Alzheimer’s disease: More omega-3 can cut your risk in half
Alzheimer’s is an insidious disease and the leading cause of dementia. It’s also one of the major causes of death in old age. Diet plays a major role in preventing the disease. In fact, having high concentrations of the omega-3 fatty acid, DHA, in the blood can halve the risk of developing Alzheimer’s disease, according to a study that is published in Nutrients. DHA (docosahexaenoic acid) is found in oily fish and fish oil supplements. This essential fatty acid is also found in all our cell membranes (including nerve cells) and plays a key role in maintaining our general health and cognitive skills. Unfortunately, modern diets contain far too little omega-3, but science is not quite sure how much we need.
Alzheimer’s disease progresses gradually over a period of many years and leads to impairment of our memory, concentration, lingual skills, and orientation. Alzheimer’s disease is the leading cause of dementia, and it even changes a person’s personality. During the development of the condition, proteins such as beta-amyloid and tau accumulate This results in local inflammation and causes the neurons in several parts of the brain to perish. Scientists have also observed insulin resistance in the brain, which is why Alzheimer’s disease is often referred to as type 3 diabetes. Most Alzheimer’s patients die within a period of 7-10 years. Genes, diet, lifestyle, and ageing processes play a major role in the development of the disease and in other types of dementia. It even appears that a deficiency of the omega-3 fatty acid DHA (docosahexaenoic acid) also plays a determining role.
- In 2015, there were 48 million people with Alzheimer’s disease worldwide. The number is on the rise
- Alzheimer’s disease is the seventh most common cause of death in the United States
- Lack of omega-3 and other nutrients increases the risk of developing the disease
Omega-3 fatty acids and their role in brain health
Omega-3 fatty acids are polyunsaturated fatty acids that occur in different forms in nature. Humans are particularly dependent on EPA and DHA because both fatty acids are an integral part of our cell membranes where they handle a host of different physiological functions. The brain contains particularly large amounts of DHA, which is important for the neuronal synapses that are responsible for exchanging information between the neurons. EPA and DHA also increase the cerebral blood flow, thereby supporting our ability to solve cognitively challenging tasks. The omega-3 fatty acids also protect against chronic inflammation that can damage the brain.
High blood levels of DHA can cut the risk in half
There is increasing focus on the omega-3 fatty acids and their role in brain health and the consequences of getting too little of these fatty acids from the diet. The new study was headed by PhD Aleix Sala-Vila, who assumed that a higher dietary intake of omega-3 would be able to lower the risk of developing Alzheimer’s disease, especially in people who are genetically predisposed to the disease. The study was carried out as an observational study and was part of a larger population study known as the Framingham Offspring Cohort and, which has been ongoing for several generations. The new study includes 1,490 participants aged 65 years. None of the participants had dementia at baseline. The team of scientists compared the concentration of DHA in the red blood cells of the participants with their risk of developing Alzheimer’s disease later on. They also tested interactions with the APOE-e4 gene, which normally doubles the risk of developing Alzheimer’s disease.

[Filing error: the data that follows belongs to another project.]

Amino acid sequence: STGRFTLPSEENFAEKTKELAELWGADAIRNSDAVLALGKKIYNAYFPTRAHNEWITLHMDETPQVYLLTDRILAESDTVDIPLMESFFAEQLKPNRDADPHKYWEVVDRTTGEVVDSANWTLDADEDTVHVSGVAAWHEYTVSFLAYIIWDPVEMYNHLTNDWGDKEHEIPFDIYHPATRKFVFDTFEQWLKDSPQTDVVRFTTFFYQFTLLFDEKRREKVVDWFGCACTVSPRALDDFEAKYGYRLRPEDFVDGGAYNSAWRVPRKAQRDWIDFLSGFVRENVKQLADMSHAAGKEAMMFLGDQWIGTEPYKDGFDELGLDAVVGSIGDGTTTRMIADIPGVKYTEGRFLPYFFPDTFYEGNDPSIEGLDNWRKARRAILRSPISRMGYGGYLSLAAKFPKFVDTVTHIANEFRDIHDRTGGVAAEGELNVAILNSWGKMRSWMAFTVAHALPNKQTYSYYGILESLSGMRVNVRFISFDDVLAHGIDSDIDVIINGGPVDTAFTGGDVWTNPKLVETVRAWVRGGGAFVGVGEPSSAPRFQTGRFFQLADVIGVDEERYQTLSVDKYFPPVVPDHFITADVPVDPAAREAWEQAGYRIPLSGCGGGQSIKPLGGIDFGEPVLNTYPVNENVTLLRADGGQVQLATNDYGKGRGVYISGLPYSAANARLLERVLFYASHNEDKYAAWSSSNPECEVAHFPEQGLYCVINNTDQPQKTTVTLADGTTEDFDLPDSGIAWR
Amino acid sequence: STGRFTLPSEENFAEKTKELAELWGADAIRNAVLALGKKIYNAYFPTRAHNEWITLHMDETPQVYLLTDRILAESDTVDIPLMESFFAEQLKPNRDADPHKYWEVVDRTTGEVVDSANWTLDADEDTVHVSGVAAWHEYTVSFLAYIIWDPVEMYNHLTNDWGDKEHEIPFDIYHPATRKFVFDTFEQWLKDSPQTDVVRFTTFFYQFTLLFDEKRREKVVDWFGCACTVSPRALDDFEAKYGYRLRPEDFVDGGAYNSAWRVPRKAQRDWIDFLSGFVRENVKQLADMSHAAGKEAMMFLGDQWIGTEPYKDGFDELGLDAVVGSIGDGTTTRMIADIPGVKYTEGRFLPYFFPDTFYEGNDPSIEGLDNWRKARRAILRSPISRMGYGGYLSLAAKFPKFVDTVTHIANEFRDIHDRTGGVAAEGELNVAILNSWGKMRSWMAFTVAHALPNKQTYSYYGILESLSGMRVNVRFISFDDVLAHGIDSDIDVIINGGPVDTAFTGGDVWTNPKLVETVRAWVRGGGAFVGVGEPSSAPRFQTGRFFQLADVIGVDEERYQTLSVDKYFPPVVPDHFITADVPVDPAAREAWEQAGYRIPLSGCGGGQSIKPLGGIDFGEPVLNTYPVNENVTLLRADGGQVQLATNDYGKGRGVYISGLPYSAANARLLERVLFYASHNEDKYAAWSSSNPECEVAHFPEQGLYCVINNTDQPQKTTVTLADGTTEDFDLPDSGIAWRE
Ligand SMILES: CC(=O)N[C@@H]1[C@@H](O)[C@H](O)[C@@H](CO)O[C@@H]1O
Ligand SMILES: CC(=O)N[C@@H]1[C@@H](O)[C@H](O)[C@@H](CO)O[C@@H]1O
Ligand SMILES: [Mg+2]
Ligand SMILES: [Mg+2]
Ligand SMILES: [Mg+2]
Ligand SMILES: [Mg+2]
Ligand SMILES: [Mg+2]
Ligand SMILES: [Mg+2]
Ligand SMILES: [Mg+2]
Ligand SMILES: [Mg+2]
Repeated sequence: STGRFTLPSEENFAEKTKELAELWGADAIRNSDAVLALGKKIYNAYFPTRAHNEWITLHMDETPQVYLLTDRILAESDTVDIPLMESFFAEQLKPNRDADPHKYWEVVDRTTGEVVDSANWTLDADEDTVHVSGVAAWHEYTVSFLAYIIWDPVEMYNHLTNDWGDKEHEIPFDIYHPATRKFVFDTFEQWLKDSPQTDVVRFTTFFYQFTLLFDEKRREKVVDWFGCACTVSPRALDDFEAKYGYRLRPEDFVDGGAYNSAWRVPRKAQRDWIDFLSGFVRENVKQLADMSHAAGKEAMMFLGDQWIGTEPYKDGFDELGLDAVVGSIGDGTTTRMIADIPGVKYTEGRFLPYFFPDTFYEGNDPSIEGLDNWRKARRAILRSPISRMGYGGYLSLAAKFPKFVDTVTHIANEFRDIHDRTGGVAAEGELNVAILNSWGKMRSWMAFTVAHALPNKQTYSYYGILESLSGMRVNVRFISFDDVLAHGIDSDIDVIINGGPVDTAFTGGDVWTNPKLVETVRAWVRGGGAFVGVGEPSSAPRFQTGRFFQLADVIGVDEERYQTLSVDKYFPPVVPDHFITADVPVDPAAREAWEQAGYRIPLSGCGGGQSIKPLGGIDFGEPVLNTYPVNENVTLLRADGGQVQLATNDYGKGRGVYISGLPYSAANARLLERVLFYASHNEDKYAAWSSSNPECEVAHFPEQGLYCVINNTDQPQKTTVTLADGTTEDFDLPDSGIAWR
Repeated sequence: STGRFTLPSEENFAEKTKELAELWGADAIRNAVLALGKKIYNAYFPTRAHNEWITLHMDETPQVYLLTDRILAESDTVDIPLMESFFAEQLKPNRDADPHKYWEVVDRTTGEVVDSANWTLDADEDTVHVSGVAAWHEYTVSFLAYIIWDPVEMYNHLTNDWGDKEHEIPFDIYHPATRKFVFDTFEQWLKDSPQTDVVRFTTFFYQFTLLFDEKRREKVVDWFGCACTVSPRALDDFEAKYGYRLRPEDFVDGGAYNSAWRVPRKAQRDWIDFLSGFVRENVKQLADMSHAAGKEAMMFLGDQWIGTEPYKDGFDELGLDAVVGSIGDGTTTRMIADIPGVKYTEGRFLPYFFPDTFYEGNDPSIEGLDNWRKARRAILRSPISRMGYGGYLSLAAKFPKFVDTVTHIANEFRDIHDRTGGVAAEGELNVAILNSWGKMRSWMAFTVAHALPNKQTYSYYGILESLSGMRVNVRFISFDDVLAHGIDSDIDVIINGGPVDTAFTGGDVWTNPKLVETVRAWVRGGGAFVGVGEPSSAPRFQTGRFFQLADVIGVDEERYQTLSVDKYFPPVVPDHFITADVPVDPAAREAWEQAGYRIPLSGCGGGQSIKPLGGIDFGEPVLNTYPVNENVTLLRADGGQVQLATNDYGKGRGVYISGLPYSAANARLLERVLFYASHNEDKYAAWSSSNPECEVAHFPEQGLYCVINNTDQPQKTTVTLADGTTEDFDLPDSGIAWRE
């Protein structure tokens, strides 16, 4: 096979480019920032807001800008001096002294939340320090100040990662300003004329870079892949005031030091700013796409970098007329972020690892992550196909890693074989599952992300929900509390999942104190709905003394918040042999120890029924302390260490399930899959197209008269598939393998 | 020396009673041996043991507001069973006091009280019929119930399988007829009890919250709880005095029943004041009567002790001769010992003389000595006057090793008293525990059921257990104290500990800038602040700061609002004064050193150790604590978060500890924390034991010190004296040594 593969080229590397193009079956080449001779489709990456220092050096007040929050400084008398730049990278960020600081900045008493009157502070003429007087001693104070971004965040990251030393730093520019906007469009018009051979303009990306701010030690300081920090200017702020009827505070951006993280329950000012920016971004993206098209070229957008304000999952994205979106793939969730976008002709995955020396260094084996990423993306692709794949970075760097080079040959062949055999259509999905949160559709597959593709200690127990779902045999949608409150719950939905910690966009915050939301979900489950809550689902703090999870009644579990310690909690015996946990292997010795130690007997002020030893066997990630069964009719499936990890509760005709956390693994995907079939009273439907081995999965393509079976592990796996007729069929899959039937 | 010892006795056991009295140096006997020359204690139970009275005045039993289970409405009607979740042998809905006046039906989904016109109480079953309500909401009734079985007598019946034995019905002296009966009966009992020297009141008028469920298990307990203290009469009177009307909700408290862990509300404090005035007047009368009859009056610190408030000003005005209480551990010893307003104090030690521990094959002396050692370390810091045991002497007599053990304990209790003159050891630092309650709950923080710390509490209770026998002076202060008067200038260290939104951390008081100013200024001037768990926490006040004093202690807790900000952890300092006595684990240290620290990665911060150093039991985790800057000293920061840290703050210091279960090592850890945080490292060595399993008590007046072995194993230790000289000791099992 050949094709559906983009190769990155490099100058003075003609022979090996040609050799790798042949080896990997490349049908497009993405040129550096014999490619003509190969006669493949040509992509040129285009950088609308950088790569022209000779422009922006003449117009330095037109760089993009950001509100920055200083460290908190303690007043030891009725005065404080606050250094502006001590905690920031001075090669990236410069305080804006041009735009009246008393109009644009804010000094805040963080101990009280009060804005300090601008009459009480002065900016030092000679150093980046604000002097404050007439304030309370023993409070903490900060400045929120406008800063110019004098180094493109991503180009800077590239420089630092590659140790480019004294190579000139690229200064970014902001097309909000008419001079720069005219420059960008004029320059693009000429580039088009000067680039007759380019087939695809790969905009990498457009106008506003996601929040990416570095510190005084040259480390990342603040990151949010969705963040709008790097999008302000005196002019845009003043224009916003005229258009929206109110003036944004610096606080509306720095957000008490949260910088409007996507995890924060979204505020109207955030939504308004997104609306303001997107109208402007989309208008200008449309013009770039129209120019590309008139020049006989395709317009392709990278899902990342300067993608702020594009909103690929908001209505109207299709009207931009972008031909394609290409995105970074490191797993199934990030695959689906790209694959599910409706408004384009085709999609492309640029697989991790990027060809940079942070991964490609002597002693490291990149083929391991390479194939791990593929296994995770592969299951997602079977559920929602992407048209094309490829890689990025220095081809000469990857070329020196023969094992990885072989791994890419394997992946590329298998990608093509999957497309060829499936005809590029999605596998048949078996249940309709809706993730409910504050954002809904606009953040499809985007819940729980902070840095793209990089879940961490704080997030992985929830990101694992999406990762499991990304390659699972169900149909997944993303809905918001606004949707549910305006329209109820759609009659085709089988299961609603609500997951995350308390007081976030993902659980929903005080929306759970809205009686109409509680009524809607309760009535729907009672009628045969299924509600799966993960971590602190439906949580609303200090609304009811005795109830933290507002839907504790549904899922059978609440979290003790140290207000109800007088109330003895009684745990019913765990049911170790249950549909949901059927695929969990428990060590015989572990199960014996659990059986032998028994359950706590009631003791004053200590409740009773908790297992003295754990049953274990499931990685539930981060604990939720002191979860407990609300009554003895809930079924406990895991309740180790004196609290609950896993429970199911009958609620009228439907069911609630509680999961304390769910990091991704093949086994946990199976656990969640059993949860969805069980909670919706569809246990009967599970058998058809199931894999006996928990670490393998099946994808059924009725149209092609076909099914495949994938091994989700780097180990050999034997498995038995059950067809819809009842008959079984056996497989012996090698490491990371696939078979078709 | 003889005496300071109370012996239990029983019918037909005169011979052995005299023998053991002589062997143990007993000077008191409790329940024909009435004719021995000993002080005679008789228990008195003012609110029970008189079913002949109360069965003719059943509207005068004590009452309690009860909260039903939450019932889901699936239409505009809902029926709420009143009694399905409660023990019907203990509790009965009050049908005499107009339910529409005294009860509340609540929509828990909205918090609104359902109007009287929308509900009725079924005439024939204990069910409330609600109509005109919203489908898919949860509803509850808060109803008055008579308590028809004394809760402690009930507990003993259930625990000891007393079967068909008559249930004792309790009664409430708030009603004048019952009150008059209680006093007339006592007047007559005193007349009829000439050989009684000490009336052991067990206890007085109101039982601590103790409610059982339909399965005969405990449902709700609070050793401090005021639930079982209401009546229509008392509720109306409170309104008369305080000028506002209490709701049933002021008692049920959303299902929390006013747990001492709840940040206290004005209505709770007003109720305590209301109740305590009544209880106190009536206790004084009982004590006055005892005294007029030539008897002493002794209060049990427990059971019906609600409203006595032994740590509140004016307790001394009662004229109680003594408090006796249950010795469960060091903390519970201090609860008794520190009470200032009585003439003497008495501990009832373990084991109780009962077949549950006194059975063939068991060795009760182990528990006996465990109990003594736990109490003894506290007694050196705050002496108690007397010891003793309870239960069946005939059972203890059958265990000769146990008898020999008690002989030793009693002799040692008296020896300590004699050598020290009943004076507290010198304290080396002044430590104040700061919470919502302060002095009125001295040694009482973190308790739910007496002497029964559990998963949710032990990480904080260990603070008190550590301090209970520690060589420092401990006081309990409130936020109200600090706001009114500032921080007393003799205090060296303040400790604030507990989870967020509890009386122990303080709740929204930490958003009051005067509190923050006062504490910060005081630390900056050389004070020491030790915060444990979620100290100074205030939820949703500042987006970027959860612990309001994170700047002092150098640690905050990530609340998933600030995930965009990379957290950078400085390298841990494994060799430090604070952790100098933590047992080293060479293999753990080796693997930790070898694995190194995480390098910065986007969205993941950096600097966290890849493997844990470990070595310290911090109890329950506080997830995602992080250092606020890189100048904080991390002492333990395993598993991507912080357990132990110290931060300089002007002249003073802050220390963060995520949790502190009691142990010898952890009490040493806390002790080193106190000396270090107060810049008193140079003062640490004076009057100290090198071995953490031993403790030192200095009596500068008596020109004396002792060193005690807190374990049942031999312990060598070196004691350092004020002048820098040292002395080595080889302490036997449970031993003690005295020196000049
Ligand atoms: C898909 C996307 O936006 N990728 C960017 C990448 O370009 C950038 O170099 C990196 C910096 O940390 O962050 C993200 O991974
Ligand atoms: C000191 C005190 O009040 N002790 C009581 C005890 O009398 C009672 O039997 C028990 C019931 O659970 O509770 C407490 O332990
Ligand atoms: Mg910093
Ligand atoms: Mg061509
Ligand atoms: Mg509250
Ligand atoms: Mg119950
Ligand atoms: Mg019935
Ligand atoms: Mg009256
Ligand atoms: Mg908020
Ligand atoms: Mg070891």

They found that the quintile of participants with the highest levels of DHA in their blood were 49 percent less likely to develop Alzheimer’s disease compared with the quintile that had the least DHA in the blood. In addition, the scientists noted that people with the APOE-e4 gene benefited the most from having high levels of DHA in their blood.
Based on these results, the scientists conclude that increased intake of omega-3 fatty acids from the diet or from supplements can help prevent Alzheimer’s disease and delay the progression in cases where the disease has already started. These are simple and inexpensive measures that have the potential to improve quality of life and prolong life for millions of people around the globe. The new study is published in Nutrients and supports earlier research.
Alarming need for more omega-3
Modern diets contain substantially less omega-3 than earlier. This is because we eat less oily fish such as herring, salmon, and mackerel. In addition, livestock and farmed fish get unnatural fodder with less omega-3 and more omega-6, and this affects the nutritional value of meat, dairy products, eggs, and farmed fish like salmon.
The official dietary guidelines suggest eating fish several times per week and making sure that at least 200 grams come from oily fish that are particularly rich in the omega-3 fatty acids, EPA and DHA. A serving of herring or salmon daily is normally enough. If you don’t like fish or simply don’t eat enough seafood, a high-quality fish oil supplement is a good investment.
Content of pure omega-3
- One serving of herring: 1-2 grams
- A steak of free-range salmon: 3-4 grams
- A large fish oil capsule: 1 gram
- A small fish oil capsule: 500 mg
Aleix Sala-Vila et al. Red Blood Cell DHA Is Inversely Associated with Risk of Incident Alzheimer’s Disease and All-Cause Dementia: Framingham Offspring Study. Nutrients. 2022
R. Power et al. “Omega-3 fatty acid, carotenoid and vitamin E supplementation working memory in older adults: A randomized clinical trial. Clinical Nutrition, 2021.
James J. Dicolantonio and James H. O´Keefe. The Importance of Marine Omega-3s for Brain Development and the Prevention and Treatment of Behavior, Mood, and Other Brain Disorders. Nutrients. 2020
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